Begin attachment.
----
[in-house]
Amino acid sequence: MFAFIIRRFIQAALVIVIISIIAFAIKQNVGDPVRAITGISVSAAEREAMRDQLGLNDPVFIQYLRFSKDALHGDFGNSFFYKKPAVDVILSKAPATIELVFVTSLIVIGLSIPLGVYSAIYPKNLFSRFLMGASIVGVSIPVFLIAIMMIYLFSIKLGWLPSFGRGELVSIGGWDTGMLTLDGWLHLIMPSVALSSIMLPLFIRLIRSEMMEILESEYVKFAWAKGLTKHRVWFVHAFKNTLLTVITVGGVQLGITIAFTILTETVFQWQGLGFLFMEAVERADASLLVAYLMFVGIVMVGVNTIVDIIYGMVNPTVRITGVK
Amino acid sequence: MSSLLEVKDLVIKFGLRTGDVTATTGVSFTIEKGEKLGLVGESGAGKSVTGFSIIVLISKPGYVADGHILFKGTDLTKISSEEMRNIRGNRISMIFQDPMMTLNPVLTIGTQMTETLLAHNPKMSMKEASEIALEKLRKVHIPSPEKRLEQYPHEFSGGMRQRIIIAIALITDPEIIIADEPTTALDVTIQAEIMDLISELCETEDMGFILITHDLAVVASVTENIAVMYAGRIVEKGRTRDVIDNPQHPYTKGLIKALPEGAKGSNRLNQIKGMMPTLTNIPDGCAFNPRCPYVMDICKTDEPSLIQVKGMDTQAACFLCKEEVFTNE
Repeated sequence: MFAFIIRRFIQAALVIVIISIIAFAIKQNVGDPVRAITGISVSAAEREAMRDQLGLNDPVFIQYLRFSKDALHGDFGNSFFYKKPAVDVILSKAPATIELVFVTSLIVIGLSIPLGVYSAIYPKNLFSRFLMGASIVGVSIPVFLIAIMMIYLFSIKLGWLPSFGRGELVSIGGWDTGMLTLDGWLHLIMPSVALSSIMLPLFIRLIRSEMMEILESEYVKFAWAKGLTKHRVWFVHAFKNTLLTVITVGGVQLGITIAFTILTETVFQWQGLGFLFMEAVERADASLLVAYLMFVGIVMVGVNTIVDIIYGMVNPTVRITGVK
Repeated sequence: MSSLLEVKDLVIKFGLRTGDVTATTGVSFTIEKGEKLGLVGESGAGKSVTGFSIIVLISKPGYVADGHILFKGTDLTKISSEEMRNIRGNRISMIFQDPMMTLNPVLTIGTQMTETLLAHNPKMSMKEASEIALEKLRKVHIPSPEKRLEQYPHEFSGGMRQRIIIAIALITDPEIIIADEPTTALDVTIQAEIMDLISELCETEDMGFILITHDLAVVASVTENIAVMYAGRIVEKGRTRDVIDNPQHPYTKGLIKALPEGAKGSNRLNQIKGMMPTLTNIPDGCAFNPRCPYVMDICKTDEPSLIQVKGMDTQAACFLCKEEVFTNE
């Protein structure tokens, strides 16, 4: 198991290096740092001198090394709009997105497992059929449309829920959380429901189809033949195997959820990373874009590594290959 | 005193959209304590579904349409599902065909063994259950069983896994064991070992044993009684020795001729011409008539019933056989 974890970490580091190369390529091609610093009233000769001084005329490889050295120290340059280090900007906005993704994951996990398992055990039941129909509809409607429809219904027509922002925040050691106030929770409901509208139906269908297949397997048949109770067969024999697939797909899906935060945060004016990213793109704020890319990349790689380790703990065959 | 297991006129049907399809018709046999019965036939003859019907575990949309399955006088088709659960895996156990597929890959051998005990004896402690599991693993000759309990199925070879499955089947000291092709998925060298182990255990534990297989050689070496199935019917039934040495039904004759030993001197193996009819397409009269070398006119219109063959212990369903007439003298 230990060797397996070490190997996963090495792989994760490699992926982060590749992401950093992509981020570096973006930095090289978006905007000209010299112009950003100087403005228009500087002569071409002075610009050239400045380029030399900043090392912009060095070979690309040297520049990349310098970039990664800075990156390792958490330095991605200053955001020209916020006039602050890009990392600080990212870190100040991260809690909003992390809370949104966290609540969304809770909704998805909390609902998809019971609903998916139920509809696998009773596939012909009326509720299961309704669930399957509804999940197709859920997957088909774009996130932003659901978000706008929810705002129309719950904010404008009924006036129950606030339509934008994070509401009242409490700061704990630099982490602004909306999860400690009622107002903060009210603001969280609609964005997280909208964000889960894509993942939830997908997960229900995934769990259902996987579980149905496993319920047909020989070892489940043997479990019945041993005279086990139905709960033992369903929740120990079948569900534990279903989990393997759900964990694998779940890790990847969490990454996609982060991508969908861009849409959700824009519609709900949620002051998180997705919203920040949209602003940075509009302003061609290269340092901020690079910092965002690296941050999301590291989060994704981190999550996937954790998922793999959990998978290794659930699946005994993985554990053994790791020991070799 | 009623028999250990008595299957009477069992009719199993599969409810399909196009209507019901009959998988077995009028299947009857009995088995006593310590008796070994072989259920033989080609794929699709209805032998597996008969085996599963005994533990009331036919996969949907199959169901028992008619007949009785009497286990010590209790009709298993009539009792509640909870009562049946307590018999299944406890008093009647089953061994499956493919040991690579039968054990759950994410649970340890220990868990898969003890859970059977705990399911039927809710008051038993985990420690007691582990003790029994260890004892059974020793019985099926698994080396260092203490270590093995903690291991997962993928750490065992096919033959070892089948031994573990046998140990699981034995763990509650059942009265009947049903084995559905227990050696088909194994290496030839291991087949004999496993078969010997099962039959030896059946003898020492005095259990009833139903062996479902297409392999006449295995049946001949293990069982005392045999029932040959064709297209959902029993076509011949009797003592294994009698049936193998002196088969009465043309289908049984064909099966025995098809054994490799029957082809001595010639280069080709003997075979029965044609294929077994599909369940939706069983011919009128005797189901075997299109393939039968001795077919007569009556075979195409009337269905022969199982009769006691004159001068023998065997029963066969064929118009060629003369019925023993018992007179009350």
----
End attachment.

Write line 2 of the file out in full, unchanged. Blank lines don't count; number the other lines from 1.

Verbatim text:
Amino acid sequence: MFAFIIRRFIQAALVIVIISIIAFAIKQNVGDPVRAITGISVSAAEREAMRDQLGLNDPVFIQYLRFSKDALHGDFGNSFFYKKPAVDVILSKAPATIELVFVTSLIVIGLSIPLGVYSAIYPKNLFSRFLMGASIVGVSIPVFLIAIMMIYLFSIKLGWLPSFGRGELVSIGGWDTGMLTLDGWLHLIMPSVALSSIMLPLFIRLIRSEMMEILESEYVKFAWAKGLTKHRVWFVHAFKNTLLTVITVGGVQLGITIAFTILTETVFQWQGLGFLFMEAVERADASLLVAYLMFVGIVMVGVNTIVDIIYGMVNPTVRITGVK